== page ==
GLENDALE, KY (WAVE) - A woman who has owned a business for over a decade in Glendale cannot remember that last time heavy police presence filed their rural roads.
On Thursday, a Hardin County Sheriff's deputy shot a suspect during a traffic stop.
It happened on Bacon Creek Road near Glendale Hodgenville Road West, just west of Lynn Cummins' business.
"When it happens where you live, and where you have a business, you want to know what is going on," Cummins said.
Cummins has owned The Whistle Stop on Main Street for over a decade. Anything that happens in the small community, chances are she will hear about it, she said.
At around 5:30 p.m. Thursday, Cummins saw flashing emergency lights blur past her restaurant.
"My immediate thought was 'oh dear'," Cummins said. "I didn't want anyone to get hurt."
KSP is still investigating the case that started as a report of a reckless driver who was possibly under the influence of alcohol. A Hardin County Sheriff's deputy took the call and was later joined by a KSP trooper. KSP Trooper Jeff Gregory said they both attempted to pull over the driver and he wouldn't stop.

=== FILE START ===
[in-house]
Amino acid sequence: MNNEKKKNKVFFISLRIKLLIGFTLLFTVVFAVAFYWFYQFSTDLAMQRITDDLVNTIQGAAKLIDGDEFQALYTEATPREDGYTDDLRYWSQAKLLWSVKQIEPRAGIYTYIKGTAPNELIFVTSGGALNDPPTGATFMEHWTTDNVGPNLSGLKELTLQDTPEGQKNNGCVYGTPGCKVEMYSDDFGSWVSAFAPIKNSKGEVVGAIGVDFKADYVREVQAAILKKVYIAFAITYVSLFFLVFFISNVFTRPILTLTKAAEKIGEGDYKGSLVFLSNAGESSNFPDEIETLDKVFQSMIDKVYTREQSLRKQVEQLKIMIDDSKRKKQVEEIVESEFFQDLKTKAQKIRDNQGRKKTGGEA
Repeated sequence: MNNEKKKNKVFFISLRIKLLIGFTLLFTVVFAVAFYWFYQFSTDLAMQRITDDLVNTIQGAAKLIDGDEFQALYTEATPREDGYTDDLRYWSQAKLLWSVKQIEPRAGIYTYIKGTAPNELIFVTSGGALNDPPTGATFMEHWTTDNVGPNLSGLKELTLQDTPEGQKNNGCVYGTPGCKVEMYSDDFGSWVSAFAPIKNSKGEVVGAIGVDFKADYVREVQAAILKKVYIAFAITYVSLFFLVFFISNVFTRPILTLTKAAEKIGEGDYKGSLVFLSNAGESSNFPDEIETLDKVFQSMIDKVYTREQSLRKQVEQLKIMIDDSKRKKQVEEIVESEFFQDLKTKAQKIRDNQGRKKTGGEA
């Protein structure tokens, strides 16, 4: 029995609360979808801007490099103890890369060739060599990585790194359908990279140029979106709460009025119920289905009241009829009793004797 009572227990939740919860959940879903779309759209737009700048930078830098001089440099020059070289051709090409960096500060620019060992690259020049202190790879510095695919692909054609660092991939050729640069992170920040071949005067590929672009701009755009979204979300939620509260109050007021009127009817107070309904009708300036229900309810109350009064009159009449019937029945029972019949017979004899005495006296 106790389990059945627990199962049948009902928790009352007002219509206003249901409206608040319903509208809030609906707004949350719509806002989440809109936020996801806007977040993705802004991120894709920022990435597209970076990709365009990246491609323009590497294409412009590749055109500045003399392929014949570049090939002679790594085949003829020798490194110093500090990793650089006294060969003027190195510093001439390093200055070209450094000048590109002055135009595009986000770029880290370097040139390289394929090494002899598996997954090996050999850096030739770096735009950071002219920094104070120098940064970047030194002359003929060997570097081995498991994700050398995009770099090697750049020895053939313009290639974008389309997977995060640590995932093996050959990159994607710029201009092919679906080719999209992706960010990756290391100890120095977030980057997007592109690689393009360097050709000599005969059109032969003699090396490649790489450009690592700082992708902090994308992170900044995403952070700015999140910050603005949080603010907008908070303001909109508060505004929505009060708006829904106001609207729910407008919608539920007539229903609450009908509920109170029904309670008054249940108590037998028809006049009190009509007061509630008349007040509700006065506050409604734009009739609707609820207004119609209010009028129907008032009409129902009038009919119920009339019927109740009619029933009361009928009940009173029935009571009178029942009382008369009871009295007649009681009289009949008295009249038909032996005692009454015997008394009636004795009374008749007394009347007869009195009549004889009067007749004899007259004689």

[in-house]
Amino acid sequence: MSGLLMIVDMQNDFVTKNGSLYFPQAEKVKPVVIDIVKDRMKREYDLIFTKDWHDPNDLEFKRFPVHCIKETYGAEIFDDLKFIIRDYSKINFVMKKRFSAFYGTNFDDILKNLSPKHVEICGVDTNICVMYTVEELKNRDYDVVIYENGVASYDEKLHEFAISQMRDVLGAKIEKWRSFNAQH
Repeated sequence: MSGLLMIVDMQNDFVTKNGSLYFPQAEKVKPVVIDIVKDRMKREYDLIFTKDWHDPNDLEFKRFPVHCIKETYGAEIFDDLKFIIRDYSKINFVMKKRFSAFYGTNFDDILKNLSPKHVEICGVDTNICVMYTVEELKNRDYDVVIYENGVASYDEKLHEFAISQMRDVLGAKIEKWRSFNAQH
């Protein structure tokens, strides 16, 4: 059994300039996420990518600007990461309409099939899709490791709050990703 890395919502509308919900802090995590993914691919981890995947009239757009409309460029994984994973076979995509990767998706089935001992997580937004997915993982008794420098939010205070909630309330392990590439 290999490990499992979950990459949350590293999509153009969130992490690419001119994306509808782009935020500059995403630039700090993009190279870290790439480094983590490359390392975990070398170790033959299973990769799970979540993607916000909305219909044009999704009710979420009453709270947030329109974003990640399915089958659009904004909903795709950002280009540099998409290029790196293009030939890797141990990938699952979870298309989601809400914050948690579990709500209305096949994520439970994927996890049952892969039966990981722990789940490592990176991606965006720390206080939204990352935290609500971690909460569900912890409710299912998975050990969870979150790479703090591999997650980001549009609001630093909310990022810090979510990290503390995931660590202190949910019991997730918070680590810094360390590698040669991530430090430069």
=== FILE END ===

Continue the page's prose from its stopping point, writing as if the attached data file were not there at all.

"They were able to get a car in front of him and get him stopped, and whatever happened after that is what they are investigating," Gregory said.
Gregory said that after a brief interaction with officers, shots were fired by the Hardin County deputy -- and the driver was wounded.
"Shots were fired by the deputy and he struck the suspect that was driving that vehicle," Gregory said.
The exact details of the shooting have not been released. None of the officers were injured, but for them the case was a close call.
"We are all tight," Gregory said. "Whether you wear brown, or blue, or grey. We all work together and care about each other and don't want to see anybody get hurt."
The suspect was airlifted to University Hospital in serious condition.
At the restaurant, Cummins said she hasn't heard from any families affected by the shooting.
"I don't know who it was who fired the shot or anything but chances are we know the people that were involved," Cummins said. "So that makes it personal."
The deputy who was involved has been put on paid administrative leave, which is standard protocol.